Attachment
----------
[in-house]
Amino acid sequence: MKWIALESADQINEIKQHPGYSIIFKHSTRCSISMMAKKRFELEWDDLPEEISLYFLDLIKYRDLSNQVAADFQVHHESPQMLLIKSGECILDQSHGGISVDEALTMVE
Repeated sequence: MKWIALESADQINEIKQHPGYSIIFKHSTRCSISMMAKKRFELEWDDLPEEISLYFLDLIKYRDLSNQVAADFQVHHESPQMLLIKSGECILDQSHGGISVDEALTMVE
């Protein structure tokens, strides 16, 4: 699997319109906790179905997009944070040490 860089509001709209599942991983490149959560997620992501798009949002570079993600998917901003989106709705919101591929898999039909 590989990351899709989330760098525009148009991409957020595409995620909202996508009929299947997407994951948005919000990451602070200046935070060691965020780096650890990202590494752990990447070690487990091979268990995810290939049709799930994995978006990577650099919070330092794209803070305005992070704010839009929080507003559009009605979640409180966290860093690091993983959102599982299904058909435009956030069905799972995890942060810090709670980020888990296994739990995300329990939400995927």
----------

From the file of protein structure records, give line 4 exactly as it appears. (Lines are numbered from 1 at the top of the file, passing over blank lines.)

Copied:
């Protein structure tokens, strides 16, 4: 699997319109906790179905997009944070040490 860089509001709209599942991983490149959560997620992501798009949002570079993600998917901003989106709705919101591929898999039909 590989990351899709989330760098525009148009991409957020595409995620909202996508009929299947997407994951948005919000990451602070200046935070060691965020780096650890990202590494752990990447070690487990091979268990995810290939049709799930994995978006990577650099919070330092794209803070305005992070704010839009929080507003559009009605979640409180966290860093690091993983959102599982299904058909435009956030069905799972995890942060810090709670980020888990296994739990995300329990939400995927």